Meditation can feel like an entire universe of practices, techniques, and rituals, and it can be easy to get lost in it all. But there’s one easy stress- and tension-relieving practice that, arguably, is queen of them all: body-scan meditation. Here’s the scoop.

What is a body scan meditation?

Put simply, it’s a guided meditation where you’ll bring awareness to different parts of your body in turn. When you bring awareness to a part of your body, it’s your mission to notice what you feel in that place, and let go of any tension that comes up.

The benefits of body scan meditations

1. Relaxation

Of course, this type of meditation can be deeply relaxing. And, once you’re relaxed, dropping into a meditative zone is much easier; having something to direct your attention towards in this way means you’ll be able to drop in more quickly and easily, and you’ll less likely to get distracted (which can often give you the misguided perception that you’re doing it wrong).

2. Tension releasing

It goes without saying, then, that the tension you carry around with you all day is released in a body scan meditation. This sort of underlying tension, the stuff we tend not to notice day-to-day, can actually lead to headaches, physical pain, and other conditions. By connecting to your body in this way you’re able to let any conscious or unconscious tension go.

3. Interoception

This fancy term just means your ability to notice what’s happening internally at any given moment. And this internal enquiry is a muscle you can strengthen to help you stay resilient in every day life. Studies tell us that this sort of meditation helps you strengthen that muscle which, in turn, helps you manage stress, regulate your emotions, and stay more in tune with life. It quite literally means your body and mind will become more in sync.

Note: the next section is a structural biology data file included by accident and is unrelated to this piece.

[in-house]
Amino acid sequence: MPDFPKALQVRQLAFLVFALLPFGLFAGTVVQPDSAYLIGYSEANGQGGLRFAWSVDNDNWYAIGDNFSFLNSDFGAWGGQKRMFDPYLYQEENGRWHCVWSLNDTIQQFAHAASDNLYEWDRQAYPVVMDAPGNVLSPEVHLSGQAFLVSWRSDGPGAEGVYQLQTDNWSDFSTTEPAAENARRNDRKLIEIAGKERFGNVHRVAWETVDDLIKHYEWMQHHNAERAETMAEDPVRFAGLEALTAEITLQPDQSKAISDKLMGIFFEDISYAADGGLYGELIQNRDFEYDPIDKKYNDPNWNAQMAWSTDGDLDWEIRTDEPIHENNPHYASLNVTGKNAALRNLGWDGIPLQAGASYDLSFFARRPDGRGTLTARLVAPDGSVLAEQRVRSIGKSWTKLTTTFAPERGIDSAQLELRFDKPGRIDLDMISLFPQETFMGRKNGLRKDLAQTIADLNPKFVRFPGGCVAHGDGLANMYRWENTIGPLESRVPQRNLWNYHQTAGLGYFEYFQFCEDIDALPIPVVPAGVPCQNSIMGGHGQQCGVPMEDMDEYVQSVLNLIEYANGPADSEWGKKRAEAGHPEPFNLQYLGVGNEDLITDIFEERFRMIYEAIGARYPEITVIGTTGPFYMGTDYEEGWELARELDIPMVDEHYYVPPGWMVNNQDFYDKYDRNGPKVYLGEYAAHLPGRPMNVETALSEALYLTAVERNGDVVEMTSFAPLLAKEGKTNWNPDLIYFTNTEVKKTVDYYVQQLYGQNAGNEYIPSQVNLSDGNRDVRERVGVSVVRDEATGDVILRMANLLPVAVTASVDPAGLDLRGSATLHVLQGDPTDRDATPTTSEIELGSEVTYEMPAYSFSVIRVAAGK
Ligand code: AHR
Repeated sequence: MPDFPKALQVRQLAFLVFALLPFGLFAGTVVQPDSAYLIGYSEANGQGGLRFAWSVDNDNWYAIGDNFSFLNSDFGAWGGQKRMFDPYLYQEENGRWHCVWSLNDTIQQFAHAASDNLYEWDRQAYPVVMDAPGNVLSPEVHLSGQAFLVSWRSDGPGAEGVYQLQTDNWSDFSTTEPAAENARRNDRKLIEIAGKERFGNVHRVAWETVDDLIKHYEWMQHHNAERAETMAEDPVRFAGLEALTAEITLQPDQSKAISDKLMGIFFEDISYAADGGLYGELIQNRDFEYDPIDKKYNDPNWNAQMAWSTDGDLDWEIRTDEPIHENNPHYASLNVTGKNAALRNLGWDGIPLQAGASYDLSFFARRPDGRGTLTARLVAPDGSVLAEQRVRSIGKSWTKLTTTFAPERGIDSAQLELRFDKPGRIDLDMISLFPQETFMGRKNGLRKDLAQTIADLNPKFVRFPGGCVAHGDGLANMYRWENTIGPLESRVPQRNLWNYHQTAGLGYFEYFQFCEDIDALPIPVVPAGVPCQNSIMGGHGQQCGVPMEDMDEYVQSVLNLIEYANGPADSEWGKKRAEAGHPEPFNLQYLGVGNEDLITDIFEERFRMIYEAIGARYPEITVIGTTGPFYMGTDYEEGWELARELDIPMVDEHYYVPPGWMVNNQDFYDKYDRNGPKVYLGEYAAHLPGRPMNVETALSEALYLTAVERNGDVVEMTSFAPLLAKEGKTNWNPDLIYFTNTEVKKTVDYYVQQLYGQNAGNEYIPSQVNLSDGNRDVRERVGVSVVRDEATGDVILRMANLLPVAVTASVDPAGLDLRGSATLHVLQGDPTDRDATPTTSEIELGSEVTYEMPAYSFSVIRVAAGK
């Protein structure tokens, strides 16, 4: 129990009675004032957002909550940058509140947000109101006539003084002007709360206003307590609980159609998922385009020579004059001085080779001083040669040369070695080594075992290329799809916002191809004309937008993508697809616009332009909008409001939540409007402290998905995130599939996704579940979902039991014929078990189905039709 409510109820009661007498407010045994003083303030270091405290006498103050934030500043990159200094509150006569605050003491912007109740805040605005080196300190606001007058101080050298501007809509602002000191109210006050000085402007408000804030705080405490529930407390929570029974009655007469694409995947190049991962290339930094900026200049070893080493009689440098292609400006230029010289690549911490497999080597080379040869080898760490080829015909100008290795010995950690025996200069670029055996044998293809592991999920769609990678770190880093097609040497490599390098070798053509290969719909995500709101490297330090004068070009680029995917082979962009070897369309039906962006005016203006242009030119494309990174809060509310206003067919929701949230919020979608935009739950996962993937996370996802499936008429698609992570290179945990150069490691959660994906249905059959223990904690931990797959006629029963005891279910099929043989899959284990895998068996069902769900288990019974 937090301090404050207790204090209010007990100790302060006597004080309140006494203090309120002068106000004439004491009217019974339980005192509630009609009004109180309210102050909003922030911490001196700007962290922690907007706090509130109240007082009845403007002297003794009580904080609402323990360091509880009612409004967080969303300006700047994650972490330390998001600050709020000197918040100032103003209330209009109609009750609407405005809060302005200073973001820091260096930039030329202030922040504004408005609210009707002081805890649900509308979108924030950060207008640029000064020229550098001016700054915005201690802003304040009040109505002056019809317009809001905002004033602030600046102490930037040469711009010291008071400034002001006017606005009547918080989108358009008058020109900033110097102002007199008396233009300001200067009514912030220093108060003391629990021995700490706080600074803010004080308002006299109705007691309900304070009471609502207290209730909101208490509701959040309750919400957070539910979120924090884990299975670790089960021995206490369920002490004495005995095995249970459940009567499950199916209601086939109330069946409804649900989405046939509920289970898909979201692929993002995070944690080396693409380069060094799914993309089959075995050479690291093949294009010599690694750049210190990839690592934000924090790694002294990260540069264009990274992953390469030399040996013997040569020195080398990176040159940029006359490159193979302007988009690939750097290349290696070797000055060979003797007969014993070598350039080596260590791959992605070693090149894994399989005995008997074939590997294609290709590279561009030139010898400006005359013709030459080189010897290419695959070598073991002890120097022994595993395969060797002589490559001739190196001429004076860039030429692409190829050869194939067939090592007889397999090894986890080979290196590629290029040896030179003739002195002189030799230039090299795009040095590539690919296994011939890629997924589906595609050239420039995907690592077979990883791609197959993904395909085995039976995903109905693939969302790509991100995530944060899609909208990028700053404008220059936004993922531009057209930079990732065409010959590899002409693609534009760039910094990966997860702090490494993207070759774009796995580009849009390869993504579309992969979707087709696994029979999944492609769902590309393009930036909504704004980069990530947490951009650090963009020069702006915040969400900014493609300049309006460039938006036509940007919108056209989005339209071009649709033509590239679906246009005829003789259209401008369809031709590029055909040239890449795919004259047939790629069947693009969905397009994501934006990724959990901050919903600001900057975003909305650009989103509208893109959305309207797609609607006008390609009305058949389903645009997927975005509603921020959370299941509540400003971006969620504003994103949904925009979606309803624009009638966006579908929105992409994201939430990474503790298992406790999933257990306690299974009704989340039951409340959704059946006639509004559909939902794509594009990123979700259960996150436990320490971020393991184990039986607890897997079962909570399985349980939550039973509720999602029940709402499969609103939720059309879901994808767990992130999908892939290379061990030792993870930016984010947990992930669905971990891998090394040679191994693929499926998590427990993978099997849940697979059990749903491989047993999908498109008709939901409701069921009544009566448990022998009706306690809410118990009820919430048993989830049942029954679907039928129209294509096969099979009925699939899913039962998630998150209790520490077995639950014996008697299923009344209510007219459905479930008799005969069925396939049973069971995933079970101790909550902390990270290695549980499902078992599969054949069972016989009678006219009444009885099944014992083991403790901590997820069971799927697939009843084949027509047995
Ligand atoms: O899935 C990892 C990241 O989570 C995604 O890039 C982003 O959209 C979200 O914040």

How to practice

1. Get comfortable. You can do body scan meditations either lying down or seated, but just make sure you’re comfy, warm, and you’ll be undisturbed for at least five minutes.

2. Begin at the crown of your head. Bring awareness, slowly and mindfully, to each part of your face. Allowing any tension to melt away, noticing any sensations, and removing all judgement.

3. From your face, move awareness down into you neck and shoulders. Noticing one shoulder at a time, one arm, elbow, wrist, and hand at a time. Noticing every finger. Allowing tension to dissipate and noticing sensations as you go.

4. Continue moving awareness down your body. Become aware of your hips and pelvis, moving into each leg individually, right down to your toes.

5. Notice your whole body. Once you’ve got to your toes (this should take at least five minutes, but I encourage you to take 10 or 20), notice your entire body as a whole and the feeling of sitting or lying in the pose you’re in. It’s nice to linger in this place for a while.

Bonus points

To make this as good as it can be, try using a guided body scan meditation (like this one at 10 minutes). It’s helpful, even if you’re used to this sort of meditation, to have a guide to support you when your mind wanders. Or, use gentle music to support the relaxation.

If you’re practicing this meditation with injuries or if you’re in any sort of pain, remember to remain non-judgemental. It’s all good. It might help to imagine a golden light being directed at these places in your body, like you’re healing it from the inside.

The key takeaway

Body scan meditations are the dog’s proverbials. They’re one of the easiest, most simple, and most effective practices to support your mind-body system and a sense of equilibrium. If you’re new to a meditation practice, I recommend diving into these types of sessions first to see some real benefits.

Want me to guide you? It’s what I do best. Check out The Yoga Revolution membership here.

Chloe - The Yoga Revolution Founder & Lead Teacher

POSTED: 12/10/2023

Chloe is a yoga student, a yoga teacher, and the founder of The Yoga Revolution. It's Chloe's mission to encourage and facilitate authentic happiness wherever she goes, and this infectious joy goes into every class she teaches.

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